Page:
of Evidence ("FRE " ) 702 .
By order of July 5 , 2016 (the "July 5 Order") , the
report and test i mony of Dr . John D. Finnerty was excluded . The
July 5 Order determined that Finnerty ' s report and testimony
were inadmissible under FRE 702 , because Finnerty ' s leakage
methodology for estimating loss causation and damages had not
been generally accepted by courts or the scientific community ,
or subjected to peer review , and because Finnerty ' s methodology
failed adequately to account for the impact of non-fraud related
information and effects on Bear Stearns's stock price.
The Plaintiff moved to clarify whether the ruling
applied to " only those portions of Finnerty's report addressing
leakage (as distinct from corrective disclosures)." By order of
December 6 , 2016 (the "December 6 Order"), this Court stated
that the July 5 Order "excluded the entirety of Finnerty 's
report as it was written, merging the two damages calculations."
On December 21 , 2016, Plaintiff sent an email to Defendants
attaching the Revised Report. No leave to submit a Revised
Report was sought by the Plaintiff.
This case was part of a multidistrict litigation that
was settled by opinion granting the Lead Plaintiff's motion for
a distribution order approving administrative determinations and
directing distribution of reserved settlement funds dated July
8 , 2014 . See Docket of Case No. 08 Md. 1963, ECF No. 448.
Plaintiff in the instant action opted out of the multidistrict
litigation in June 2013, discovery proceeded, and this case is
set for trial on October 2 , 2017.
The instant motion to exclude the Revised Report was
heard and marked fully submitted on April 18, 2017 .
The Revised Report
The Revised Report repeats much of Finnerty ' s original
loss causation analysis , omitting any exp l icit reference to his
leakage theory . Of the 136 pages in Finnerty ' s original report ,
127 appear nearly verbatim in the supposedly Revised Report. See
Deel . of Jessica S . Carey, Ex. C .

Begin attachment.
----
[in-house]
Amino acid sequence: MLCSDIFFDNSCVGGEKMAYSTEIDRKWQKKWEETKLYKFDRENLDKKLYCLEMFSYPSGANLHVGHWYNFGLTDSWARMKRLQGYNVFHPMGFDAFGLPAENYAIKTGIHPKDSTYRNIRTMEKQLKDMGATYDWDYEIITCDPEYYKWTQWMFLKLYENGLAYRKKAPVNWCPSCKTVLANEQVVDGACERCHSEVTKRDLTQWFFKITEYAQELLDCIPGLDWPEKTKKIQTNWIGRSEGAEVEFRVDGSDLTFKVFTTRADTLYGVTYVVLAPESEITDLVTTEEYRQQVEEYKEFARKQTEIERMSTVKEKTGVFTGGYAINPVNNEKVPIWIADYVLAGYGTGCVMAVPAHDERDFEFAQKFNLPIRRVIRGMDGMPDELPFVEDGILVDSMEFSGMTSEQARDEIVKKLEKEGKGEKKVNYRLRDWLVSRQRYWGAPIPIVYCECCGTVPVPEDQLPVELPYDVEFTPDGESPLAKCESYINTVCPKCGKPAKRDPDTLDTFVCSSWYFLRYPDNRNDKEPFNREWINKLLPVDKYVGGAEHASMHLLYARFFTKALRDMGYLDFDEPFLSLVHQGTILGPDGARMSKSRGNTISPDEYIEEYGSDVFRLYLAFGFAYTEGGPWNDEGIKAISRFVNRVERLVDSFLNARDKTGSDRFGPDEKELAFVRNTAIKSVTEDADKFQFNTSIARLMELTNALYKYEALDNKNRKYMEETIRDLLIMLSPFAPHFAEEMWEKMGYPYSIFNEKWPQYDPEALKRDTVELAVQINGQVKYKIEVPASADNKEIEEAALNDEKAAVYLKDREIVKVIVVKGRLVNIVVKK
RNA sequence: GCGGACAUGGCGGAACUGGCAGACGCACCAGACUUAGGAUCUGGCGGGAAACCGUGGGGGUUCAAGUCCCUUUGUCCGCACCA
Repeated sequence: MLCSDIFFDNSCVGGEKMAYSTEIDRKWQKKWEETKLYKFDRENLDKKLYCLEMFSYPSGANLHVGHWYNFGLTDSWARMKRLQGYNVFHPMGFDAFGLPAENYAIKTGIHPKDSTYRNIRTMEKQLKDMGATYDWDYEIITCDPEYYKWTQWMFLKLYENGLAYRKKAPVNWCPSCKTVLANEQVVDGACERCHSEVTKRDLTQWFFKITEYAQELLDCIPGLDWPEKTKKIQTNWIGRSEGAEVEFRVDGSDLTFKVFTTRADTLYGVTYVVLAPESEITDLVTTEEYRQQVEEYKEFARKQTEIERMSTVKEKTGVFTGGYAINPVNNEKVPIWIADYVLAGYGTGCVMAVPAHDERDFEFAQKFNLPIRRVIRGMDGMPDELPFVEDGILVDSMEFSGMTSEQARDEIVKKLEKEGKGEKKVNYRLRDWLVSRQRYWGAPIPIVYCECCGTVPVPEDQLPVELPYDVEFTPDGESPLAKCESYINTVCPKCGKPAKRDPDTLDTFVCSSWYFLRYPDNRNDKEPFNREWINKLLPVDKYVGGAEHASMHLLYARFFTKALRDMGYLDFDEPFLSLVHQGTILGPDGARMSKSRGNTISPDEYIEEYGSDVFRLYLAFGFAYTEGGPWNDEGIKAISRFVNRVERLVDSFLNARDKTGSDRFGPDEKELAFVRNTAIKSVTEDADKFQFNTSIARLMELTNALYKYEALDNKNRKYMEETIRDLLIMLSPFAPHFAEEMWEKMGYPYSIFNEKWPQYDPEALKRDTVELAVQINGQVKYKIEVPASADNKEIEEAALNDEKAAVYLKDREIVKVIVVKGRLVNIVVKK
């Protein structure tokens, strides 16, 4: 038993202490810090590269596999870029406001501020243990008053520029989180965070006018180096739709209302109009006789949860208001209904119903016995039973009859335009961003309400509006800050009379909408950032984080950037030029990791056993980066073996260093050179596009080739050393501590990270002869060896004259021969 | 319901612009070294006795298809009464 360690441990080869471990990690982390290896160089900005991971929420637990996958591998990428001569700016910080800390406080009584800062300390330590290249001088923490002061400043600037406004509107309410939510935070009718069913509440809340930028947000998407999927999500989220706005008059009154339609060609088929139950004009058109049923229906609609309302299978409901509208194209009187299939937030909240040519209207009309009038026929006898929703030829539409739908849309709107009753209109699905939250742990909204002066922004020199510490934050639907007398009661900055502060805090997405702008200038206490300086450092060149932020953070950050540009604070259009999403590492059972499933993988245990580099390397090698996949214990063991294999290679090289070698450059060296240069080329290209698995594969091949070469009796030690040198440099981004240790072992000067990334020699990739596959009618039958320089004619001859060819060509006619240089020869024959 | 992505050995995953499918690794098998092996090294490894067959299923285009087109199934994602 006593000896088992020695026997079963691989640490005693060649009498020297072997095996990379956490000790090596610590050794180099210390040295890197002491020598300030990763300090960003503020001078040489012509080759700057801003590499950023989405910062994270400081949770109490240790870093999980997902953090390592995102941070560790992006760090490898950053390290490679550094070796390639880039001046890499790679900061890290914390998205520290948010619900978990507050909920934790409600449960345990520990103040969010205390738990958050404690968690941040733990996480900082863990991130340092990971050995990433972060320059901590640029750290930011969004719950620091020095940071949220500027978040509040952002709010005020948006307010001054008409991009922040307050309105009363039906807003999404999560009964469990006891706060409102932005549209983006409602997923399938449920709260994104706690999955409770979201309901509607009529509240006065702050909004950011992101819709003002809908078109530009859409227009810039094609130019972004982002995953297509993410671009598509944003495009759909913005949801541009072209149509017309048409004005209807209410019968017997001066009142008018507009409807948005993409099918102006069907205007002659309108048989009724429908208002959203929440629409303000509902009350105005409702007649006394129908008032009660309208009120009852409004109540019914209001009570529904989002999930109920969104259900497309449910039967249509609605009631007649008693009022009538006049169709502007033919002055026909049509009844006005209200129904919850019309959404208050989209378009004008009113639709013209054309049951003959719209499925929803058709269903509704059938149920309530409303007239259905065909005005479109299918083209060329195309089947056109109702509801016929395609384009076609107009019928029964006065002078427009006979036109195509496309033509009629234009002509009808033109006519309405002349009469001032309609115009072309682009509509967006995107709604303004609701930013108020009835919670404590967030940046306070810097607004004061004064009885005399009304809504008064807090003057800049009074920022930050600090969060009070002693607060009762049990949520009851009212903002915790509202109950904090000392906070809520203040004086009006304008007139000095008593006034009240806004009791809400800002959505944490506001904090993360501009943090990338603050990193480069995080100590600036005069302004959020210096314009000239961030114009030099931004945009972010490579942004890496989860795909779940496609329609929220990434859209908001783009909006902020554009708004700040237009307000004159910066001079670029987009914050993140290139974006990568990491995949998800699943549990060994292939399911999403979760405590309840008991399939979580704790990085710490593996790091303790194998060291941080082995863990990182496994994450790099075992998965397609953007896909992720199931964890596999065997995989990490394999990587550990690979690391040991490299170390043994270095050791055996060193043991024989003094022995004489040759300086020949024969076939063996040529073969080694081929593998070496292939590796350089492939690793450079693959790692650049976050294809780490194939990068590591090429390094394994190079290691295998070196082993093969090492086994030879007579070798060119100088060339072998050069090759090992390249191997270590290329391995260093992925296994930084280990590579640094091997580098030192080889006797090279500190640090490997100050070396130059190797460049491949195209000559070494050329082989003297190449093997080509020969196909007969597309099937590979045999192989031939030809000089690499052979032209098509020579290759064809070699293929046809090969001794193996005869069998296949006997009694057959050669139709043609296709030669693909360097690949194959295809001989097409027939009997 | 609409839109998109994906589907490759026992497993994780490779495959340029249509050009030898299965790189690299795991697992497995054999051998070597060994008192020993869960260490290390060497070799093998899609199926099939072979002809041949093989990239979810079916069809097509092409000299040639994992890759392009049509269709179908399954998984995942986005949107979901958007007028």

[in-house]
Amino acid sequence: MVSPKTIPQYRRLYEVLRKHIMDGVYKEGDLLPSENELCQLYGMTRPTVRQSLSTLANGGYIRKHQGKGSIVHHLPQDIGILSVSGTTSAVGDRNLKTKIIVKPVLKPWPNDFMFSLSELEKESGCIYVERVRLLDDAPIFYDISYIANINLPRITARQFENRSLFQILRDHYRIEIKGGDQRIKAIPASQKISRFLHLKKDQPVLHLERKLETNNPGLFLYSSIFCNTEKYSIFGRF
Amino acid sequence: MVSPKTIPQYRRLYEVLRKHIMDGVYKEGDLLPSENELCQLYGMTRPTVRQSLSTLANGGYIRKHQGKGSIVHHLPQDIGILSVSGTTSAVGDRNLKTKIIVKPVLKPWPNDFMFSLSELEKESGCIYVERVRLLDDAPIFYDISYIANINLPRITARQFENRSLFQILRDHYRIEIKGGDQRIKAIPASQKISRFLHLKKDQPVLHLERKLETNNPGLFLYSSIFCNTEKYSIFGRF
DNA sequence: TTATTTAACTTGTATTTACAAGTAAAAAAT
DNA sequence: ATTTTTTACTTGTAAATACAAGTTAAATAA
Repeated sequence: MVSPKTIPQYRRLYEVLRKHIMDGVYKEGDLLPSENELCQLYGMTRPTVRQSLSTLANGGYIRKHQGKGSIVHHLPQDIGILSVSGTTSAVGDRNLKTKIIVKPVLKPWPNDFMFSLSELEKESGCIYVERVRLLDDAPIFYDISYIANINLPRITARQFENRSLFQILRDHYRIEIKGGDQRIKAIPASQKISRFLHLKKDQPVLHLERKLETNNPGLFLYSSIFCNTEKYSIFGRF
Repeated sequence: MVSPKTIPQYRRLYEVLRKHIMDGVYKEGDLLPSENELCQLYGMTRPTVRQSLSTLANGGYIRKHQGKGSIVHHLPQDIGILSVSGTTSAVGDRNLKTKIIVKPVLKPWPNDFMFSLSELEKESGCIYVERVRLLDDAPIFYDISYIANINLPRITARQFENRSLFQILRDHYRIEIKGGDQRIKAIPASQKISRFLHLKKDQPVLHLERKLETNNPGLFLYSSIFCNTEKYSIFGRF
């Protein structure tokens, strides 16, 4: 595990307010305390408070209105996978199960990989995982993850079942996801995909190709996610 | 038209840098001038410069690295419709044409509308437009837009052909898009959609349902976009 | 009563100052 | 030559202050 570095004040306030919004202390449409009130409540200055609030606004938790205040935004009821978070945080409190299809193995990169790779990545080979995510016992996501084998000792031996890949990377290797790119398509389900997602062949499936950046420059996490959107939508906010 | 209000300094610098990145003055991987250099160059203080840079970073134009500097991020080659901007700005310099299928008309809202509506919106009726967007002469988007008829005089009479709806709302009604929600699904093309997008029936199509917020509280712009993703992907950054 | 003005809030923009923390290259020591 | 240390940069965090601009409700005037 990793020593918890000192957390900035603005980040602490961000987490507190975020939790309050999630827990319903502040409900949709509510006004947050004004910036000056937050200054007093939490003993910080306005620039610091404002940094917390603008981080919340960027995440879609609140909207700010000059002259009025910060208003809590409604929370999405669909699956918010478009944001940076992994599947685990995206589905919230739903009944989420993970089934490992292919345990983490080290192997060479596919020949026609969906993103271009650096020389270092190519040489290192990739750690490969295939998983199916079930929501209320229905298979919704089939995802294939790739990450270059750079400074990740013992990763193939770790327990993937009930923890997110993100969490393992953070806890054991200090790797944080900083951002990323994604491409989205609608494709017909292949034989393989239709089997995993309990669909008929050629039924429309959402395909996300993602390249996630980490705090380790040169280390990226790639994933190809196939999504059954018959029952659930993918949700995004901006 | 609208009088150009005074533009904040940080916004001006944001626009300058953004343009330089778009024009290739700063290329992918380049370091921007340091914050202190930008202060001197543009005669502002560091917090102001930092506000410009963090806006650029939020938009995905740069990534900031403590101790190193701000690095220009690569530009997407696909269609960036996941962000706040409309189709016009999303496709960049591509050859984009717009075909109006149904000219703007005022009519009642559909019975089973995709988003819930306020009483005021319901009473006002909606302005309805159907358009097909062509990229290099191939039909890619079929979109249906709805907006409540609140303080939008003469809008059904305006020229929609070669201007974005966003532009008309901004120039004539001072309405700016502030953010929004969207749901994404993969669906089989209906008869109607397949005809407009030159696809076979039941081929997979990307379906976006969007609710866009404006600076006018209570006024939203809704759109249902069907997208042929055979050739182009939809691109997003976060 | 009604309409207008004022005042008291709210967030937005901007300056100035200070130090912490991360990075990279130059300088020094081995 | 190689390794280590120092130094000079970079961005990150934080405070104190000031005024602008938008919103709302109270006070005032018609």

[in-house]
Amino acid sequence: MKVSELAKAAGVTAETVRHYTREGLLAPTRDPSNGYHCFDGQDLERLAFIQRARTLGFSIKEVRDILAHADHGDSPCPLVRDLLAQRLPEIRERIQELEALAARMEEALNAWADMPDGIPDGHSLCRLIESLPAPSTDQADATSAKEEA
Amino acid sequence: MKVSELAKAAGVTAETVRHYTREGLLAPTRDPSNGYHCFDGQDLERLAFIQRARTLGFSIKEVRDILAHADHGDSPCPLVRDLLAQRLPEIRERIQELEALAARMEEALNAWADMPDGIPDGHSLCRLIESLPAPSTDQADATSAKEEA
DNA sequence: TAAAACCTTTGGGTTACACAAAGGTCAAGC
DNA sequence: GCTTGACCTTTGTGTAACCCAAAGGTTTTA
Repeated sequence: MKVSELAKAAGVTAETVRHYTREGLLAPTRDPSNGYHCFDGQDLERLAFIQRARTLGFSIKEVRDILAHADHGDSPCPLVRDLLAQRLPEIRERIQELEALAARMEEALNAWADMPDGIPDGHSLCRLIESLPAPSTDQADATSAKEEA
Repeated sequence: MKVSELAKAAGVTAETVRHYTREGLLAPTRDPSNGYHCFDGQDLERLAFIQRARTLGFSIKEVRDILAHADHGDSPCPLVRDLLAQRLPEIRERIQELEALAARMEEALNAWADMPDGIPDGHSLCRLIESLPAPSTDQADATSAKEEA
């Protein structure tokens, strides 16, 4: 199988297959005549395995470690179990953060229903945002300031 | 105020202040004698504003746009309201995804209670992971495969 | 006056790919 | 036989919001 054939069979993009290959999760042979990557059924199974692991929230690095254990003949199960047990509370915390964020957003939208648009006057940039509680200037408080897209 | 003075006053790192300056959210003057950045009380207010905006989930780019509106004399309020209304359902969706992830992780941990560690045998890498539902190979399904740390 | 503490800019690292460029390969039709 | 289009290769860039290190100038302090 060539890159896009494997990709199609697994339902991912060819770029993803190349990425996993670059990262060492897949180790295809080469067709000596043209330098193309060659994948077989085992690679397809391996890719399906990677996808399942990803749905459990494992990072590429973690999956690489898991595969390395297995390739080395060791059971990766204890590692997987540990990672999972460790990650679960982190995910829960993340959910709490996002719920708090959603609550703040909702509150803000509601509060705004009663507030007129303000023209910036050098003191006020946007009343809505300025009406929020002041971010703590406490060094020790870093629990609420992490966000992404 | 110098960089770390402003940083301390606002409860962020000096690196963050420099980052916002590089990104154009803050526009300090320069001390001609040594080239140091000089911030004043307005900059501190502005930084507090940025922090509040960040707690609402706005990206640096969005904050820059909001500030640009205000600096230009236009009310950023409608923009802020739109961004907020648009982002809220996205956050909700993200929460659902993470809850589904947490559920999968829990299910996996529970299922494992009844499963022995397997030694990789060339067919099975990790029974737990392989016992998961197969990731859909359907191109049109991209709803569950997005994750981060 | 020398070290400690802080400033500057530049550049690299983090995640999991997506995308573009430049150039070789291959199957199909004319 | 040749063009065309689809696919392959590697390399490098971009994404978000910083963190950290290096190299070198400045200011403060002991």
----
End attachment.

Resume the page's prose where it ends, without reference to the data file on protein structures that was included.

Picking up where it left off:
Report and Revised Report)
(Redline Comparing Original
[hereinafter , the "Redline "]. The
damages analysis has been modified to exclude damages due to
The Revised Report is Excluded under the July 5 and
December 6 Orders
The July 5 Order held that " The Finnerty Report fails
to qualify under Rule 702 for lack of general acceptance and for
not having been subject to peer-review " and that "The Finnerty
methodology does not qualify under Rule 702 for failure to
control for non - fraud factors " . See Sealed Opinion dated July 5,
20 16 at pp . 25, 29. It also denied Defendants ' motion f o r
summary judgment on the issue of loss causation or material
misstatements or omissions. See id. at p. 49. The December 6
Order sought to clarify the July 5 Order. As evidenced by the
instant motion , that effort was not overwhelmingly successful .
The present submissions and hindsight wi l l hopefully resol ve the
issues presented .
The December 6 Order , in ful l, stated :
Though the Ju l y 5 Opinion recognized that a
genuine d i spute of materia l fact exists with
respect to loss causation as a result of alleged
corrective d i sc l osures , i t did not do so in the
context of Finner t y ' s report . The Op i nion
excluded the entirety of Finnerty ' s report as it
was written , merging the two damage calculations .
The December 6 Order confirmed that entirety of
Finnerty ' s report was excluded because it relied upon the
leakage theory and because that theory and the theory of loss
causation as a result of corrective d i sc l osure were merged for
the purposes of damages calculation . The Revised Report does not
circumvent these two orders ; although the Revised Report has
excised reference to l eakage, the merger remains , as set forth
below, and the Finnerty Report remains exc l uded in its Revised
A. The Leakage Theory Remains the Foundation of the
While explicit reference to leakage has been excised
from the Rev i sed Report , and the damages ca l culation has been
revised downward , the Rev i sed Report continues to justify the
Plaintiff's damages claim resulting from the allegedly
fraudulent statements by the Defendants before the Plaintiff's
purchases of Bear Stearns '
stock in July 2007 and thereafter.
This was the basis of Finnerty's leakage analysis . The
corrective disclosures as put forth by the Plaintiff are the
March 14, 2008 and March 17, 2008 statements concerning the
emerging loan facility with JPMorgan Chase Co.